Recent allegations that Redwood City improperly used tax dollars on its downtown cinema project will likely be addressed at the council’s next meeting in November, according to one councilwoman.
On Nov. 14, the council will receive an ad hoc committee report on guiding principals for property acquisition, an attempt to avoid future eminent domain issues like those raised by the cinema project.
At that time, Councilwoman Rosanne Foust said, the tax accusations made by Jim Knapp will likely be raised publicly, too.
“We have to talk about at least some of it. We can’t expect any of this to just go away so we need to get through the rhetoric ... and take it all seriously. We can’t ignore it,” Foust said.
Mayor Jeff Ira, though, doesn’t expect any exhaustive discussion.
“It’s not something to bring up unless somebody really has something to discuss. It might otherwise be confusing to the audience rather than helpful,” Ira said.
Knapp, president of Citizens for Accountability, claim the city has been less than forthcoming about the project’s price tag and improperly used public money for a private project. Knapp also claims city charter requires two-thirds voter approval for the hefty bonds but did not take the issue to the ballot.
Foust, like other Redwood City officials, questioned why Knapp is bringing the matter up so close to the election. During her tenure on the Planning Commission, Foust said she has no record of Knapp or anyone from his group publicly speaking out against the cinema or other projects like the Marina Shores proposal.
Instead, he has sent a number of e-mails to public officials that Foust characterizes as insulting and libelous.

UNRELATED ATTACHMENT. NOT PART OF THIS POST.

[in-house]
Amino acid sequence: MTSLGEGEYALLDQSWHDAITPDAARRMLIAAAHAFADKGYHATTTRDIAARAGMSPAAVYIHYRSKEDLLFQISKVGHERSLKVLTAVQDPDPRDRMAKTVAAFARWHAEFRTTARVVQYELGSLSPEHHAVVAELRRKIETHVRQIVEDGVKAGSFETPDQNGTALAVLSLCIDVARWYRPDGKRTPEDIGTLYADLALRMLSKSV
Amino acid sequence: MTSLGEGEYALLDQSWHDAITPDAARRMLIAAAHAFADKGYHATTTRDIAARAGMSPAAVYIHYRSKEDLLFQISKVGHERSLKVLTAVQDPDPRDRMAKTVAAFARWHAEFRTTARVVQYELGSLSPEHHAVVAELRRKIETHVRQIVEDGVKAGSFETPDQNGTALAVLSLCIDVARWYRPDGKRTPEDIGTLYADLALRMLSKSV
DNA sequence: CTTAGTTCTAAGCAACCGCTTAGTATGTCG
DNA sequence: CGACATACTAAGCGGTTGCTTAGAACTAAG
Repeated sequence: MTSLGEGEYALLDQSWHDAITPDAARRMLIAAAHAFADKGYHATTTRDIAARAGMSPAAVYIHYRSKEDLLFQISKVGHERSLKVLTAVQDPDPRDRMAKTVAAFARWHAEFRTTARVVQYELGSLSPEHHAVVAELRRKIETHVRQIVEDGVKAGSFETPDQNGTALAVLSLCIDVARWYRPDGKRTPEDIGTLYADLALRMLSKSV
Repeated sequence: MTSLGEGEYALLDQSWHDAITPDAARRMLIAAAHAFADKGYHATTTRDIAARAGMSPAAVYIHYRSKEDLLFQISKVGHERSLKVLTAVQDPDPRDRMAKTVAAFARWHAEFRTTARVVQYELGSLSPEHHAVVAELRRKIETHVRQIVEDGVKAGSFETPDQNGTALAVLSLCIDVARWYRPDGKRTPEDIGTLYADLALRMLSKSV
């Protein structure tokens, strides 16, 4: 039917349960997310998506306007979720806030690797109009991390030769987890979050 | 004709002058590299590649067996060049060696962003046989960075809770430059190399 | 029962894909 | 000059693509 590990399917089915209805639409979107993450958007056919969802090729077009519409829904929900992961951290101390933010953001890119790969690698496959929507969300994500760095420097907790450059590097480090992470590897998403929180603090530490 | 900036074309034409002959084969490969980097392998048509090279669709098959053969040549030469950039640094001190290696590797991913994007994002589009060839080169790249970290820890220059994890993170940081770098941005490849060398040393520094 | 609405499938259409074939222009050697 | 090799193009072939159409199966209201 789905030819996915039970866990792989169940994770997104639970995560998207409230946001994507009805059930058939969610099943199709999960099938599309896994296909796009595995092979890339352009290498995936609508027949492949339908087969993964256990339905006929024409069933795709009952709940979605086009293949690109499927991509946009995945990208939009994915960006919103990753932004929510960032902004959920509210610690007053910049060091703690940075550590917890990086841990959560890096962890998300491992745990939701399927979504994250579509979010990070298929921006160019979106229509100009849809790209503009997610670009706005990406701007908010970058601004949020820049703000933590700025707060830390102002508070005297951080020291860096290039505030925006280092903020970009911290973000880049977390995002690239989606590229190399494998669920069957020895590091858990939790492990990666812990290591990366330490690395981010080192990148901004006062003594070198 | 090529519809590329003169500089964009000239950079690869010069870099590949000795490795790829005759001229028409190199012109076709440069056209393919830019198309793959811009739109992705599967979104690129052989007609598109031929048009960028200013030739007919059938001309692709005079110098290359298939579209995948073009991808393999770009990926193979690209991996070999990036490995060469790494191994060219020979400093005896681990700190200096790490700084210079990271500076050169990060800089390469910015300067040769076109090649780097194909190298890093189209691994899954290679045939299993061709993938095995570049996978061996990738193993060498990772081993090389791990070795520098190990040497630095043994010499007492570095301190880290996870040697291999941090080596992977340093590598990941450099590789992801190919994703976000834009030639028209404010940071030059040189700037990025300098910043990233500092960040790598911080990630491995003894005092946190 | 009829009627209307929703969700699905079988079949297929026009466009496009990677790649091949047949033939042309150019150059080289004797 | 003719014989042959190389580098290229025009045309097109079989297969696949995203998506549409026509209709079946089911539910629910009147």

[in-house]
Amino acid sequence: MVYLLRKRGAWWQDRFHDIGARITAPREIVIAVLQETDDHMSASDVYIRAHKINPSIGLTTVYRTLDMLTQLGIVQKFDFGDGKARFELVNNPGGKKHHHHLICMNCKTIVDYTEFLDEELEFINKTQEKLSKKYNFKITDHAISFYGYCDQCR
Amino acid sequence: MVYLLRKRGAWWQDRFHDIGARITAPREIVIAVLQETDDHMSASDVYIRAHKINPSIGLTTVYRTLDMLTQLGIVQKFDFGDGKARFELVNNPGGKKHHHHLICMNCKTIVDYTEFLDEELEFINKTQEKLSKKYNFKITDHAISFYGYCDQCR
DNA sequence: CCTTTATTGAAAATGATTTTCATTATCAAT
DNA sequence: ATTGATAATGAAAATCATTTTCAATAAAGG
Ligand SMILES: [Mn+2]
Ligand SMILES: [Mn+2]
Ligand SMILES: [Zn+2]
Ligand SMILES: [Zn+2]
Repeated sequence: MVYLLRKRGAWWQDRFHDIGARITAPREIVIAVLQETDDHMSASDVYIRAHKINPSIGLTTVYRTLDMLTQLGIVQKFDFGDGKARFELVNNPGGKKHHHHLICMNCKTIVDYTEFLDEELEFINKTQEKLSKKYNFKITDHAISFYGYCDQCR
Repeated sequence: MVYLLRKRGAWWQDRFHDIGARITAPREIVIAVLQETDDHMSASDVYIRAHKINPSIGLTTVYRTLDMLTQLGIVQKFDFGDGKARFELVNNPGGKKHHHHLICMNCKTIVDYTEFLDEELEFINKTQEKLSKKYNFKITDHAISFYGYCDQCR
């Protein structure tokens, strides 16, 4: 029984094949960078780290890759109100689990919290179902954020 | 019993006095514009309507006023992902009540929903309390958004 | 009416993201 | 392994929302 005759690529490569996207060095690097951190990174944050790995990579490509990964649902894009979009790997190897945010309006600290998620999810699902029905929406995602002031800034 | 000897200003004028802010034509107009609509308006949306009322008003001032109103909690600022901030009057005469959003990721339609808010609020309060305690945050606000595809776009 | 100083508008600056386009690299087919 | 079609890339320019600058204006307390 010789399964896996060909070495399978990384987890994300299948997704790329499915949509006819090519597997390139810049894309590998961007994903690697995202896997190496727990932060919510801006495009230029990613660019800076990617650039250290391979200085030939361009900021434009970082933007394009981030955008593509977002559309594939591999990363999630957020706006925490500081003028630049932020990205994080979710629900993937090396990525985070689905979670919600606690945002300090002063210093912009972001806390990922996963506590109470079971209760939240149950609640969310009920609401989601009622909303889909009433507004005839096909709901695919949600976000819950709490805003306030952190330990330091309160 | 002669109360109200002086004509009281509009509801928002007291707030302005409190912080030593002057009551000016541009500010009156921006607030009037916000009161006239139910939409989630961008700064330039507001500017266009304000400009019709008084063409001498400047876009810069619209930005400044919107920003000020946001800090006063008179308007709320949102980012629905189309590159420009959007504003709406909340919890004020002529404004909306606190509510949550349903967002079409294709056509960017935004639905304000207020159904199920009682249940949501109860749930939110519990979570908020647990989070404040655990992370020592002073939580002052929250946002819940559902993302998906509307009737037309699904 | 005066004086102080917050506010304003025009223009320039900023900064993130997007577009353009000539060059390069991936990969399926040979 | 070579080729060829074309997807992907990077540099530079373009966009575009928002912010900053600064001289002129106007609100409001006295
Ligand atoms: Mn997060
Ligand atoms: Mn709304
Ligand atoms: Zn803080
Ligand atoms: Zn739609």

Ira told Knapp he would look at any documents he could provide on the alleged problems and, if needed, appoint a task force to research it.
Knapp’s accusations are just the latest bump in the cinema’s road to completion.
In April 2004, Judge Quentin Kopp ruled the city unlawfully seized private property and razed a building to make room for the 20-screen cineplex and parking garage on land bound by Broadway, Jefferson Avenue and Middlefield Road. James Celotti’s two-story building was taken on the grounds that a public parking lot would be built on the land but Kopp ruled it was in fact being used to benefit a private developer.
The city declared the block a blighted area and acquired it using eminent domain. Celotti later received a $3 million settlement.
The San Mateo County civil grand jury knocked the city’s lack of etiquette in the land grab and recommended the redevelopment agency create written guidelines. The jury did not tackle the details of the Celotti agreement but said all the property owners suffered “disproportionate injuries.”
The recommendation propelled the creation of the guidelines to be unveiled Nov. 14.
“It basically lays out the principals of how we expect the process to go and really sets the tone,” said Foust, who served on the subcommittee with councilmembers Barbara Pierce and Jim Hartnett. “We want to have a more sensitive approach to future redevelopment actions.”
Foust does take issue with the civil grand jury not seeking council input into its final report. Likewise, she said if Knapp has a true concern and valid complaint he should approach the city in a different way.
“I have no qualms about doing whatever sort of investigation needs to be done, in the most appropriate way possible,” she said. “But all we’re seeing is that we’re being attacked and he wants to run out names into the mud.”
Ira said it doesn’t matter so much if Knapp has a valid concern or is simply muckraking.
“He is a resident so we’re not just blowing him off. He just need him to follow the process for it to work,” Ira said.
San Mateo Daily Journal: www.smdailyjournal.com